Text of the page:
Today, instead of going with the group to visit a Hanuman temple a couple of valleys away (which entailed at least two hours each way of hairpin turns and going through a construction zone so dusty tying a t-shirt or scarf around my head would be necessary and having almost no opportunity to take care of biological needs), I chose to stay back. I honored the spirit of Hanuman with seva in the form of a morning helping tend the grounds.
In the afternoon I will walk into the village with two others who are in residence here. One a Canadian Indian who is a Kabir scholar, the other a Dutch woman who has been spending a month or two every year for the past decade.
There is a Siva festival going on. It is loud even up here on the hill. I will have my earplugs.
I am appreciating getting to connect to the space and the people who live and serve here in a way that I could not when surrounded by the rest of the group. It was very grounding for me, too, to spend a few hours gardening.
I had a long work day, followed by a Board meeting. One of the best aspects of my daily routine, given I am walking distance to work and volunteer commitments, is that I have the opportunity to enjoy things and appreciate the seasons just getting from one place to the next, no matter how full my day is otherwise .
Some of the yoga traditions that include a guru lineage believe that a guru can transmit grace (whatever that might mean) through their presence or touch. Back in the days when I was doing my first yoga teacher training, a fellow student asked me whether I had ever received shaktipat? My answer was yes–when I’d had the opportunity to shake hands with William Brennan. He’s not a guru, my fellow student objected. But he is a being of extraordinary grace, power, and intelligence who has devoted himself to the service of our collective well-being and my being in his presence inspires me to show my best light; isn’t that what’s supposed to happen with shaktipat? I don’t think she was ever fully persuaded by my unorthodox reading, but I had no need to persuade.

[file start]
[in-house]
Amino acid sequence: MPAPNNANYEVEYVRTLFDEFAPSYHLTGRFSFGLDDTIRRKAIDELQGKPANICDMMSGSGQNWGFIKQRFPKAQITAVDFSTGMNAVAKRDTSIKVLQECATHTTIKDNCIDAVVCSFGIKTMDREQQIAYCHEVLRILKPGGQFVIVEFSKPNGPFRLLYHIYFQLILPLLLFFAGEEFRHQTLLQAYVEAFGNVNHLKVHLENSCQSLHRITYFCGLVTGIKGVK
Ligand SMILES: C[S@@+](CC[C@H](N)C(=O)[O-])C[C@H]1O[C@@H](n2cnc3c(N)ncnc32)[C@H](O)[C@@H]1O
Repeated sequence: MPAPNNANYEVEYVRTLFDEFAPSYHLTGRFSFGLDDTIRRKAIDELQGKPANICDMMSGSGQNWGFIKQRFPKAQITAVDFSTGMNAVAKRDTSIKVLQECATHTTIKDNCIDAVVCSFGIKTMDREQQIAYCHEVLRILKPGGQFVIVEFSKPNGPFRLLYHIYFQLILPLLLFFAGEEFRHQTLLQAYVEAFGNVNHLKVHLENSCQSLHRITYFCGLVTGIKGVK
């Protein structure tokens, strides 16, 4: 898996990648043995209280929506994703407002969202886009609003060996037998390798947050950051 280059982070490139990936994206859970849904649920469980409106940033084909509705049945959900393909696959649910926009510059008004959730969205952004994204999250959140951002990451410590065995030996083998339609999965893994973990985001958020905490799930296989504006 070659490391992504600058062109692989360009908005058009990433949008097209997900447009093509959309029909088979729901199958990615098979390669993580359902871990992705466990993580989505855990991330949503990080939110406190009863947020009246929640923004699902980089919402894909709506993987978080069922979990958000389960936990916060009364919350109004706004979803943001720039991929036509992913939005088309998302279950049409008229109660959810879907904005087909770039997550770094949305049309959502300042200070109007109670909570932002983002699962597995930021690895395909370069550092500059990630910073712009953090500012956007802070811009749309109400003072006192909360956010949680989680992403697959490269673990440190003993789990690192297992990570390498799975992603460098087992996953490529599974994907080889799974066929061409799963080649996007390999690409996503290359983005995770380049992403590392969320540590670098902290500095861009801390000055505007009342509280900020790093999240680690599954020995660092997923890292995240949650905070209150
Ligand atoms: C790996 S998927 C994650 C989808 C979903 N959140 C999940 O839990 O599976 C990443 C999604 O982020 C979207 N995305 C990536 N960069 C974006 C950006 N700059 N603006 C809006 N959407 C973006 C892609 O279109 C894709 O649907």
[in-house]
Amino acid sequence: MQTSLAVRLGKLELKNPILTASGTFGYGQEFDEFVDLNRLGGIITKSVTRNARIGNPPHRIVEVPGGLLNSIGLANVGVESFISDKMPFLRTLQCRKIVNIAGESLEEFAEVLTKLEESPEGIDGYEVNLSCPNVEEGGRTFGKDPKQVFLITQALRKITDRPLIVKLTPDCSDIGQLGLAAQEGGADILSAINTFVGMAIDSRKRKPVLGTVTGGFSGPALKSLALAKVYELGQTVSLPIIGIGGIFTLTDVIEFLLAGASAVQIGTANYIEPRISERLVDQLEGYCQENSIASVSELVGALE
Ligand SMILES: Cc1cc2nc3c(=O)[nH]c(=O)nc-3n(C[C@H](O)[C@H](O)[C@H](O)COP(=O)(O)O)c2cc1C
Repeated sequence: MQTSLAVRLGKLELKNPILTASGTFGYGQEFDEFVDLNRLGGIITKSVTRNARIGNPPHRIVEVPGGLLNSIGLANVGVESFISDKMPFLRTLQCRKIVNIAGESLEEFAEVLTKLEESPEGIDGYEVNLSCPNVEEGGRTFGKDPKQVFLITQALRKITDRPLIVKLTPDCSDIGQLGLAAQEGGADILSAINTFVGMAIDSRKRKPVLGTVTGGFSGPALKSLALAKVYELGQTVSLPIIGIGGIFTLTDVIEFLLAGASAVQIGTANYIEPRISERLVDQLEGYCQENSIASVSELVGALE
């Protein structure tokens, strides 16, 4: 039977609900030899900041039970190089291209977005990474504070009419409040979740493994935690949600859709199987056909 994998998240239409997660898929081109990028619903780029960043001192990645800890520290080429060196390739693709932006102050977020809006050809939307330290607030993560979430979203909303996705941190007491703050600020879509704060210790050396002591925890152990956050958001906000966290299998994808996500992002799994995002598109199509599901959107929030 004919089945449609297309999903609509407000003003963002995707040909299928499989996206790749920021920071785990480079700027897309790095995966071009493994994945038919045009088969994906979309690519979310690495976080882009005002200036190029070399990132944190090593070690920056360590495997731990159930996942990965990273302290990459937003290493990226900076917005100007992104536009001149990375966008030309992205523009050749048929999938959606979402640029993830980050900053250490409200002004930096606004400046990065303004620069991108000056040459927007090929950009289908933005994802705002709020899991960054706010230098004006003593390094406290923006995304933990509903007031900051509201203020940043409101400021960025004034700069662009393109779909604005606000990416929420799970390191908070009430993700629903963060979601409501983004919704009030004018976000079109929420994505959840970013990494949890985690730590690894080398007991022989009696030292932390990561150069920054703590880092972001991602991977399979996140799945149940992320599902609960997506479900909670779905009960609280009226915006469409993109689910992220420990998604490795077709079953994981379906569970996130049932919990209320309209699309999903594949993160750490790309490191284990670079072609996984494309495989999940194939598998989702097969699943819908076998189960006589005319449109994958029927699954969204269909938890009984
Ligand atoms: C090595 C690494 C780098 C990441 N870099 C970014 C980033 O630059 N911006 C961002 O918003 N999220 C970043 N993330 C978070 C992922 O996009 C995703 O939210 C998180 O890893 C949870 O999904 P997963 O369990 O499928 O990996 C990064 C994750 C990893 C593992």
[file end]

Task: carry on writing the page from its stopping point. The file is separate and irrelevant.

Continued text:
I found myself thinking about that discussion today, having gotten to shake John Lewis’s hand when he walked through the crowd to speak at day 2 of the people’s filibuster for health care. In the presence of his inspiration, I am compelled to figure out what more can I be doing.
I was busy enough with work today, that I was able to just concentrate. Later, when I had a chance to read the latest political news and to take a walk in the May-like day with flowers blooming as if it were weeks later in the year and the ground dry from lack of rain while others are being flooded, I found myself anxious and a welter of other emotions besides. I reminded myself to enjoy the beautiful day for what it was and asked myself what more now ought I to do?
On my way home from work, I heard the sounds of a crowd at the Capitol. I joined in to listen (Elizabeth Warren spoke shortly after I arrived) and chanted with my fellow citizens–the chant not “om mani pedme hung” nor “om mane padme hum,” but on this particular night, with this particular crowd, addressing this particular issue, “one more vote.”
Being out here over and over again regardless of hope of the immediate outcome being effectively influenced is a variation on tapas, on sadhana, on seva, on faith put into practice.
It seems that this monk and I are being drawn to the same places this week, though I am guessing our days are pretty different.